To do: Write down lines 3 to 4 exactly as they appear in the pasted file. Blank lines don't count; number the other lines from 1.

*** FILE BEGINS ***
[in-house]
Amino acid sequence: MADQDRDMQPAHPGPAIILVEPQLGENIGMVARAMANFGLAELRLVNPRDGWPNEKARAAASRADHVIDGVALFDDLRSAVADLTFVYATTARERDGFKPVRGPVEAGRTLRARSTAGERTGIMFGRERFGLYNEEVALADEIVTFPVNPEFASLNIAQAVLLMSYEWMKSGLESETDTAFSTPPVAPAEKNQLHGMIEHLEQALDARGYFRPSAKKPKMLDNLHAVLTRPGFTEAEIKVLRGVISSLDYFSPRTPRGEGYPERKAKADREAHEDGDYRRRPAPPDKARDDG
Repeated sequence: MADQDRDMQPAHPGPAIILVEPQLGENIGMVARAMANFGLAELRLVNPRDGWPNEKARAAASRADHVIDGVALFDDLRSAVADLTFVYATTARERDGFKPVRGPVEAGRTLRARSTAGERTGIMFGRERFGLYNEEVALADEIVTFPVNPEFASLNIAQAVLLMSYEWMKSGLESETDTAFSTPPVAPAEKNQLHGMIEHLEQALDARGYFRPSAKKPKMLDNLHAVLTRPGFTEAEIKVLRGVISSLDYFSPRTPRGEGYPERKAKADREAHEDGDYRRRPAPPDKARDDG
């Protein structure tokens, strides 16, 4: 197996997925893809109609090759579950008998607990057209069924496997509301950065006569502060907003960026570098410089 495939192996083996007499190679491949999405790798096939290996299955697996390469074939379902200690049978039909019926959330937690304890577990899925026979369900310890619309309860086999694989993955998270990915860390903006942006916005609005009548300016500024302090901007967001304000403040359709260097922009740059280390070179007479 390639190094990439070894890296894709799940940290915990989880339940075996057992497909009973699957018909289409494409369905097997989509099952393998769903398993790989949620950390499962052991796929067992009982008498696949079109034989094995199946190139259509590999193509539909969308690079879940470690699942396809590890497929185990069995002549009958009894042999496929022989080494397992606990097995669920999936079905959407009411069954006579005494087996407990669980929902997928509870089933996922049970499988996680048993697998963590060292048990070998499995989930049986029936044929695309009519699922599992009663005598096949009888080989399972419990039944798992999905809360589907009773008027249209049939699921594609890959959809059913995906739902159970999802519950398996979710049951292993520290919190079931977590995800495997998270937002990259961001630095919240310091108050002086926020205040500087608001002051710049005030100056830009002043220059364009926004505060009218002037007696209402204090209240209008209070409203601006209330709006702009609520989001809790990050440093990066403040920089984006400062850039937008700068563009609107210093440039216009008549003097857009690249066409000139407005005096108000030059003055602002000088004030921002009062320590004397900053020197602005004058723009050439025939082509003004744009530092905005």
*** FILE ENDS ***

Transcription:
Repeated sequence: MADQDRDMQPAHPGPAIILVEPQLGENIGMVARAMANFGLAELRLVNPRDGWPNEKARAAASRADHVIDGVALFDDLRSAVADLTFVYATTARERDGFKPVRGPVEAGRTLRARSTAGERTGIMFGRERFGLYNEEVALADEIVTFPVNPEFASLNIAQAVLLMSYEWMKSGLESETDTAFSTPPVAPAEKNQLHGMIEHLEQALDARGYFRPSAKKPKMLDNLHAVLTRPGFTEAEIKVLRGVISSLDYFSPRTPRGEGYPERKAKADREAHEDGDYRRRPAPPDKARDDG
């Protein structure tokens, strides 16, 4: 197996997925893809109609090759579950008998607990057209069924496997509301950065006569502060907003960026570098410089 495939192996083996007499190679491949999405790798096939290996299955697996390469074939379902200690049978039909019926959330937690304890577990899925026979369900310890619309309860086999694989993955998270990915860390903006942006916005609005009548300016500024302090901007967001304000403040359709260097922009740059280390070179007479 390639190094990439070894890296894709799940940290915990989880339940075996057992497909009973699957018909289409494409369905097997989509099952393998769903398993790989949620950390499962052991796929067992009982008498696949079109034989094995199946190139259509590999193509539909969308690079879940470690699942396809590890497929185990069995002549009958009894042999496929022989080494397992606990097995669920999936079905959407009411069954006579005494087996407990669980929902997928509870089933996922049970499988996680048993697998963590060292048990070998499995989930049986029936044929695309009519699922599992009663005598096949009888080989399972419990039944798992999905809360589907009773008027249209049939699921594609890959959809059913995906739902159970999802519950398996979710049951292993520290919190079931977590995800495997998270937002990259961001630095919240310091108050002086926020205040500087608001002051710049005030100056830009002043220059364009926004505060009218002037007696209402204090209240209008209070409203601006209330709006702009609520989001809790990050440093990066403040920089984006400062850039937008700068563009609107210093440039216009008549003097857009690249066409000139407005005096108000030059003055602002000088004030921002009062320590004397900053020197602005004058723009050439025939082509003004744009530092905005």